Carol Landry (Submitted photo)

Carol Landry (Submitted photo)

Anita Draper
Catholic Herald staff

“The Lord has given me a lot of energy and health, so I just give it back,” said the winner of the SDCCW’s 2015 Pax Christi award. “The Eucharist is a very important part of my life, and I try to always keep Jesus the center of my life.”

Carol Landry is a Hudson resident and member of St. Patrick Church, Hudson.

When she was growing up in rural Minnesota, Landry’s family was active in their parish; she was accustomed to seeing her mother help with church dinners and wash the priest’s clothes.

“Typical stuff women do,” she calls it.

Landry went to Catholic school and discerned the religious life before realizing it was not her calling.

Trained as a nurse, she married her late husband, John, and worked as a surgical nurse until after the birth of their first child.

The Landrys moved to Hudson from Golden Valley, Minnesota, a Minneapolis suburb, as a young family.

They had five children, two of whom were adopted; the family now includes 13 grandchildren and one great-grandson.

“When we moved here 40 years ago, our primary thing was, is there a good Catholic school,” she said. Her husband also wanted to get out of the city and face west, rather than east, so they’d enjoy more sunshine, Landry explained.

After arriving in town, they joined St. Patrick, and Landry grew steadily more involved in parish life.

When their kids were students at St. Patrick School, she served in any capacity needed – teacher, aide, nurse, chauffeur, maintenance person, committee member, babysitter, lunch lady – and made herself general indispensable, according to fellow parishioners who nominated her for the Pax Christi award.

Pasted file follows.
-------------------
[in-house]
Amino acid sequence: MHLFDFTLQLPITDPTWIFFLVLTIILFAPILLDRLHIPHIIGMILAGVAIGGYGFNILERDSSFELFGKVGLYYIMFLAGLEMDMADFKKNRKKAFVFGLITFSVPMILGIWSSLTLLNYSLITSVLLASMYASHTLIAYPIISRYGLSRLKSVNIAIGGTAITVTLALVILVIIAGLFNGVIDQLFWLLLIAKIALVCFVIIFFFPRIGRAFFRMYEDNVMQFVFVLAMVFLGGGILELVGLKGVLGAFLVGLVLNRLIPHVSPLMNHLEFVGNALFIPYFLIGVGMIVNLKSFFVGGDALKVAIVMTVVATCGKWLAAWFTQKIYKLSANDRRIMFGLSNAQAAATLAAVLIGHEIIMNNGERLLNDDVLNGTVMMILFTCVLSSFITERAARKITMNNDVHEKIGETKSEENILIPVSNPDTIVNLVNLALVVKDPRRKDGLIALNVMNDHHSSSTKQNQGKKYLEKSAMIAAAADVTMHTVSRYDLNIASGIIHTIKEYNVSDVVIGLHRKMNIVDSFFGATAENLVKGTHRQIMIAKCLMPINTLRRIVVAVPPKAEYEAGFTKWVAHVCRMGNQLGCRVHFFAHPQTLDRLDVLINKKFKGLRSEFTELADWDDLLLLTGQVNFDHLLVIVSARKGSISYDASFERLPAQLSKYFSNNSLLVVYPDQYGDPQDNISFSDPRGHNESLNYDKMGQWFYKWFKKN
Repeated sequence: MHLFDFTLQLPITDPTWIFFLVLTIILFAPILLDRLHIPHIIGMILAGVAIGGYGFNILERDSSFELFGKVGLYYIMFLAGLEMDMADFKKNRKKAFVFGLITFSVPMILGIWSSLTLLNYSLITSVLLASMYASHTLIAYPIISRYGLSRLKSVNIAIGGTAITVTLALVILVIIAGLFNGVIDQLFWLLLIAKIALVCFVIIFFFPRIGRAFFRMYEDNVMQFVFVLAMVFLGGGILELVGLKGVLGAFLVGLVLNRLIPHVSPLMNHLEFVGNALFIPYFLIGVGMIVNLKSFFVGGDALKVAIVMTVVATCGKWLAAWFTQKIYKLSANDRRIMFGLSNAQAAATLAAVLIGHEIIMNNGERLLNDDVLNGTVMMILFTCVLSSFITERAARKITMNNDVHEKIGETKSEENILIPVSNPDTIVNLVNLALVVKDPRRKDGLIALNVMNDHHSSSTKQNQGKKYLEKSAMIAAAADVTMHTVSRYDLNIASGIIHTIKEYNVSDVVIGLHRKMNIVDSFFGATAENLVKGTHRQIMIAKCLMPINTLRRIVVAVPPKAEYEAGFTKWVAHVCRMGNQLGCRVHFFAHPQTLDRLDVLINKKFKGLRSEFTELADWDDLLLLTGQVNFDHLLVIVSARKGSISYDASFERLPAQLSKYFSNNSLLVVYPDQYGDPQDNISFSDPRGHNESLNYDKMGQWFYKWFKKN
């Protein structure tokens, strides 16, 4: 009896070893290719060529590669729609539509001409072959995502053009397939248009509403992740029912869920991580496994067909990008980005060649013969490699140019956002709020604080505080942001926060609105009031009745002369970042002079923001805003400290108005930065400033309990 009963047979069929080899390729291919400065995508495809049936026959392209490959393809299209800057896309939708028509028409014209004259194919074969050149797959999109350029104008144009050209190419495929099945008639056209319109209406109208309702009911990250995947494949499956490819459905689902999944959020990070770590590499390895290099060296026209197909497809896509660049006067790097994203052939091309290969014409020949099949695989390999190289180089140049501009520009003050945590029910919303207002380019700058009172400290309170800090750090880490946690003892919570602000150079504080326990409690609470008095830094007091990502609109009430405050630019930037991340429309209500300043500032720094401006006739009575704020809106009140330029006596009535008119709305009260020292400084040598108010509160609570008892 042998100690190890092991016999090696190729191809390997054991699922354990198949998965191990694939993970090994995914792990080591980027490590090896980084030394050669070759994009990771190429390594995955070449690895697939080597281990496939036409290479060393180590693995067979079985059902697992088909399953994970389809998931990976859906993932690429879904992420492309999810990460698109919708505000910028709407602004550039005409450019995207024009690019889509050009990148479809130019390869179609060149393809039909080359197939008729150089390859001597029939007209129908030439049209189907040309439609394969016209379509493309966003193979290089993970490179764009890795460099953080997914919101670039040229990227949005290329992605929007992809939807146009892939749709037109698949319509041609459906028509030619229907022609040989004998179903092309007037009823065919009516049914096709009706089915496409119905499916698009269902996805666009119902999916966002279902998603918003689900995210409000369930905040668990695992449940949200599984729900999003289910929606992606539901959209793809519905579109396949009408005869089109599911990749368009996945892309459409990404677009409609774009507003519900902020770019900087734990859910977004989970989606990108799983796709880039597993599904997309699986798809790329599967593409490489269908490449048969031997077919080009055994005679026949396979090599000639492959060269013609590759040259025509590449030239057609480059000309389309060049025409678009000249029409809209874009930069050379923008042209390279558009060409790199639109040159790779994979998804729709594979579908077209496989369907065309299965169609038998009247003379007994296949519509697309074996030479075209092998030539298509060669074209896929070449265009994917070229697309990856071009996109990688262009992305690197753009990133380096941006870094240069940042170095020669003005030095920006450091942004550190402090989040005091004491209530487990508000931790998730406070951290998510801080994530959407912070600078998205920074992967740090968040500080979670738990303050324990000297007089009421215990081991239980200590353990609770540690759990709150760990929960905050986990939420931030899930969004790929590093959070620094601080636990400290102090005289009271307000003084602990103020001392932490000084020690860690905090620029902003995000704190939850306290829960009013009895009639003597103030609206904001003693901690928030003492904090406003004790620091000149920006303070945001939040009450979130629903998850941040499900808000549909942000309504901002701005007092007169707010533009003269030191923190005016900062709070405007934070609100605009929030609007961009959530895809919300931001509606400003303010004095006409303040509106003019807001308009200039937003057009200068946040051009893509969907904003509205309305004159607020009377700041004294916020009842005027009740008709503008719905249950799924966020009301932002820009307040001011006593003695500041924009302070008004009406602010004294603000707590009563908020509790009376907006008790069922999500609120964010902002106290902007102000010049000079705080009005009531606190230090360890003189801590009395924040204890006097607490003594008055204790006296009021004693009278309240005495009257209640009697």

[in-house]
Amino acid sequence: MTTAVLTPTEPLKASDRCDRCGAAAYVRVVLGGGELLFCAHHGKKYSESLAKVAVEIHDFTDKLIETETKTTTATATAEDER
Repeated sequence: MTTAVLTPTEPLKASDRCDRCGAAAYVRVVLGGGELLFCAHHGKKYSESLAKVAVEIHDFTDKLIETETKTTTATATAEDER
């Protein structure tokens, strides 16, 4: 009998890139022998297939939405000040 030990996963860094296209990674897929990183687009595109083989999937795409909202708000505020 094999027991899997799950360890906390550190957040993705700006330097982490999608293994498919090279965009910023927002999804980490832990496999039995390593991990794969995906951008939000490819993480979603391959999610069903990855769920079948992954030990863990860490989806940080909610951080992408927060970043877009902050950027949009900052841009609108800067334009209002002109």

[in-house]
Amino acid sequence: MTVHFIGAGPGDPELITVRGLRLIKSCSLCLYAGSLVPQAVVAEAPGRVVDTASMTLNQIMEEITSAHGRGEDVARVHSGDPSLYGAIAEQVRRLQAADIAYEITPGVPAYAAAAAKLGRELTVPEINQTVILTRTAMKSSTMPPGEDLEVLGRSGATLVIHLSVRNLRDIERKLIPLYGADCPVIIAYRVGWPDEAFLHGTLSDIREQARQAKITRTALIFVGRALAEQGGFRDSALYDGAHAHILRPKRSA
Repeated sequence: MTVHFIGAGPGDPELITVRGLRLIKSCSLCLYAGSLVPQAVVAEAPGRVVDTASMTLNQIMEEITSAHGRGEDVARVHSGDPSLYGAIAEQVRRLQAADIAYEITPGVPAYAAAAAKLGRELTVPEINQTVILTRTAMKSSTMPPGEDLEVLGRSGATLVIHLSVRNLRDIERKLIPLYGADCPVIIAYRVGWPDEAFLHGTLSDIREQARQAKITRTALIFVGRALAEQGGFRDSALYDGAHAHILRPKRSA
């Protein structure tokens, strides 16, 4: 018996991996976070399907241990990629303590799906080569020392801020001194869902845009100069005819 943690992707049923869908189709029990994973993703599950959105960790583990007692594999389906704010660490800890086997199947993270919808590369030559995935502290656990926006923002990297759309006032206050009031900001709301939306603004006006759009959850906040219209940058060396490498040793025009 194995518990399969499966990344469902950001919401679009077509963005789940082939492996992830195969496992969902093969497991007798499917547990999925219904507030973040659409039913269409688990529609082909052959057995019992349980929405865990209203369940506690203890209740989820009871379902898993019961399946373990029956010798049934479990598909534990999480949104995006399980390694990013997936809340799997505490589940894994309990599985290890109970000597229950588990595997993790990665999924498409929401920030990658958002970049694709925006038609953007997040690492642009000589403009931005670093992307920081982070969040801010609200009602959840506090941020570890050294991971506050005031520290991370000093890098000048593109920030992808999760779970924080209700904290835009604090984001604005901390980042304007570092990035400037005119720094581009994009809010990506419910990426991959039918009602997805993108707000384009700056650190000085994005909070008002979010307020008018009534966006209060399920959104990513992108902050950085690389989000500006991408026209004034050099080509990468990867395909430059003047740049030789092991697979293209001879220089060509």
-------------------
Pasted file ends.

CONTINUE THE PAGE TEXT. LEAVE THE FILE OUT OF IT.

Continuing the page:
In the church, Landry taught catechism classes, sponsored RCIA candidates and functioned as a project manager. She organized bloodmobiles, fundraisers and dinners and oversaw committees to ensure the plants were watered, the church was dusted and decorated, funeral dinners were staffed with volunteers, and much more. She served as a sacristan, lector, extraordinary minister of Eucharist and lay minister as needed.

Landry is currently training with the diocese to become a Lay Leader of Prayer, and she sits on the advisory board for Sogang University, a Jesuit liberal arts college in Seoul, South Korea.

Landry’s husband died more than 15 years ago following a lengthy illness. Her children and their families still live in the Twin Cities metro area; she has grandchildren who attend St. Patrick School, and children who volunteer there. Thus, the family tradition of Catholic education and parish service lives on.

These days, Landry is extricating herself from her many parish obligations. She retired from her final commitment, the arts and environment committee, this spring.

Still, on Tuesday, Aug. 4, she was tidying up the church and placing the last of the funeral flowers from a recent service, one of the committee’s responsibilities.

“I’ve got a couple more things I have to do to be disconnected,” she admitted.

The church hosted two large funerals this week for the four men killed in the July 27 plane crash in Amery. As the biggest church in town, St. Patrick often becomes the visitation and funeral site for larger ceremonies, she explained.

In retirement, Landry looks forward to reading more – she likes books she can learn from, both fiction and nonfiction – as well as playing tennis and attending live music events.

“I like jazz, but you don’t find a lot of people that do,” she said.

Landry was pleased, but also surprised, to be named the Pax Christi winner. She’s never held office with the SDCCW, although she was active at the parish level.

“I just was involved, mostly with funeral lunches,” she said.

She believes all around the diocese, there are other women who perform the same behind-the-scenes tasks in their own churches – they water the plants, clean and sew vestments and linens, tidy up the church, volunteer at the school and work the funeral luncheons.

Landry doesn’t feel she is any more deserving of the award than any of her fellow CCW members, a sentiment that only confirms fellow parishioners’ description of her:

“By her humble devotion and willingness to share her God-given gifts, her light shines brightly, reflecting the glory of God and the peace of Christ.”